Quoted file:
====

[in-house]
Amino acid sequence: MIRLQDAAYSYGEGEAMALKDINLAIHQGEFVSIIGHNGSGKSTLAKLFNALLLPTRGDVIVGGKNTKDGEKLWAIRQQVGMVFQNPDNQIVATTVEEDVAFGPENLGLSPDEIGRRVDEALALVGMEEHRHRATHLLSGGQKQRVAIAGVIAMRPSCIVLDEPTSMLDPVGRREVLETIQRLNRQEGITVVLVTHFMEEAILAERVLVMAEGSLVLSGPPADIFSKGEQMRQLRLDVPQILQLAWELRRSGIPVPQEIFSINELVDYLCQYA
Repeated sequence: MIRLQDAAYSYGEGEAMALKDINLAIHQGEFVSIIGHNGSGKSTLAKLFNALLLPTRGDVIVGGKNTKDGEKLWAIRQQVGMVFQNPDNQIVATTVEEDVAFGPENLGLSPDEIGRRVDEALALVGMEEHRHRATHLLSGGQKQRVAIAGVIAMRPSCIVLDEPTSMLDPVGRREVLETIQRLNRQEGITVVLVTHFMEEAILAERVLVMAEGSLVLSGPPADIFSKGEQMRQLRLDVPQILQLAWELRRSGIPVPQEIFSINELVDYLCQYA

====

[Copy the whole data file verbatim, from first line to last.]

[in-house]
Amino acid sequence: MIRLQDAAYSYGEGEAMALKDINLAIHQGEFVSIIGHNGSGKSTLAKLFNALLLPTRGDVIVGGKNTKDGEKLWAIRQQVGMVFQNPDNQIVATTVEEDVAFGPENLGLSPDEIGRRVDEALALVGMEEHRHRATHLLSGGQKQRVAIAGVIAMRPSCIVLDEPTSMLDPVGRREVLETIQRLNRQEGITVVLVTHFMEEAILAERVLVMAEGSLVLSGPPADIFSKGEQMRQLRLDVPQILQLAWELRRSGIPVPQEIFSINELVDYLCQYA
Repeated sequence: MIRLQDAAYSYGEGEAMALKDINLAIHQGEFVSIIGHNGSGKSTLAKLFNALLLPTRGDVIVGGKNTKDGEKLWAIRQQVGMVFQNPDNQIVATTVEEDVAFGPENLGLSPDEIGRRVDEALALVGMEEHRHRATHLLSGGQKQRVAIAGVIAMRPSCIVLDEPTSMLDPVGRREVLETIQRLNRQEGITVVLVTHFMEEAILAERVLVMAEGSLVLSGPPADIFSKGEQMRQLRLDVPQILQLAWELRRSGIPVPQEIFSINELVDYLCQYA